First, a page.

The slime craze has taken the internet by storm, and it’s a wonderful in the way it encourages to people to use sensory play to decompress and focus. But, as fun as slime play is, it can also be somewhat limiting due to the mess or its consistency. That’s where hand putty comes in.

Hand putty, the long-lost great-grandfather of slime, is used by therapists and teachers alike in activities that would make slime ooze with jealousy.  Here are just a few reason why putty can sometimes be a better alternative to slime.

Putty vs Slime in the Classroom

While making slime in the classroom is a great activity that combines science and sensory play, there are oftentimes a lot of downfalls. It’s messy, involves a lot of glue, is difficult to keep fresh and/or clean, and isn’t realistically an everyday play tool.

On the other hand (pun intended), hand putty is ready to play with right out of the tin, easily portable, and will probably last as school year if not longer. Putty is also thicker and more difficult to manipulate, which means less oozing and more engagement as kids stretch, twist, and squish. This makes putty one of the best classroom tools for kids who need daily sensory breaks. Speaking of sensory uses…

Putty vs Slime as a Sensory Tool

Hand putty is a great way to get tactile defensive and/or sensitive kids, or kids with sensory processing difficulties, desensitized. It’s thickness forces hand joints and muscle to get working, too, which can help calm little sensory seekers.

And while slime has a specific, well, “slimy” feel, that cold, residue-y feeling isn’t for everyone. Hand putty is typically kept at room temperature to the touch and doesn’t leave any residue on hands, which is a great feature for anyone with sensory processing difficulties that needs sensory play but dislikes sticky sensations.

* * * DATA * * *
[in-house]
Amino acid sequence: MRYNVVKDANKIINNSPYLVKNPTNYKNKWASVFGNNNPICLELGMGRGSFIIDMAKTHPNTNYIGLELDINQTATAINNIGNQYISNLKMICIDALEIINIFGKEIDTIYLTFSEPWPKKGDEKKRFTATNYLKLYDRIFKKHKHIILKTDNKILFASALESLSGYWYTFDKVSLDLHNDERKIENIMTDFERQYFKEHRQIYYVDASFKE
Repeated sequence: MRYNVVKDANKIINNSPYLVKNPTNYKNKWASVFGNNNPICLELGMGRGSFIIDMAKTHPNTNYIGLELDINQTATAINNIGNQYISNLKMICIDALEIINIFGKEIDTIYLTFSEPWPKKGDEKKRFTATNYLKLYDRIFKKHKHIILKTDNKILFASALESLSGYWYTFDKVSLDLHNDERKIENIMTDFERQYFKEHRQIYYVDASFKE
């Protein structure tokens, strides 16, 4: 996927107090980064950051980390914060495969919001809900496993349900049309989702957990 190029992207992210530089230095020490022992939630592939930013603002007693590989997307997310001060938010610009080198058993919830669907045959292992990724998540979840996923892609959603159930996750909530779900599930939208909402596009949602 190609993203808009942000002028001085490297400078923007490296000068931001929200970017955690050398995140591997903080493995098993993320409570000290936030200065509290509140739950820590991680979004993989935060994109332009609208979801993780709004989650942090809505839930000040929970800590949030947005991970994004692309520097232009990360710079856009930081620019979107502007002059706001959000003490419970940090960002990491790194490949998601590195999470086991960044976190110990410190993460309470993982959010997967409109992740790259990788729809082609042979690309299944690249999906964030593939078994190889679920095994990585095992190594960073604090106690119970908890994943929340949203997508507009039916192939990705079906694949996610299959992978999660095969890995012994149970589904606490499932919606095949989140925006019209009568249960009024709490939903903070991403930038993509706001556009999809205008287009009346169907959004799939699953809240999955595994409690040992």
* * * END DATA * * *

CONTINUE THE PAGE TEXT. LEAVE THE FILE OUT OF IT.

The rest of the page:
Putty vs Slime as a Fine Motor Tool

With versatile uses, putty can not only help kids who need a sensory fix, it can help kids with hand strengthening and fine motor skills. Putty play and exercises can build intrinsic palm strength, and individual finger strength.

A simple activity can be done with a few playing marbles or coins. Teachers or therapists can toss a few marbles into the putty so that kids can sharpen their fine motor skills and strength by trying to dig them out.

Putty: A Great Slime Alternative

eSpecial Needs offers a variety different types of putty to engage many of the senses and suit a variety of needs. We have scented ones, colorful putties, glittery putties, color changing putties, UV activated putties… You name it, we probably have it.

And hand putty isn’t just for kids! It’s been used a lot to rehabilitate adults who have had surgery in their hands or arms or need to re-learn dexterity or hand functions. For a list of activities that you can do to strengthen your hands or your kiddo’s hands, check out this handy article from Very Well Health.

So while those satisfying slime videos are amazing, don’t forget about hand putty when planning your sensory play. Both putties and slime give kids (and big kids) sensory break options that improve their hand health and fine motor skills. When you put it all together in the classroom, it’s a great, trendy toy and activity that almost anyone can benefit from using.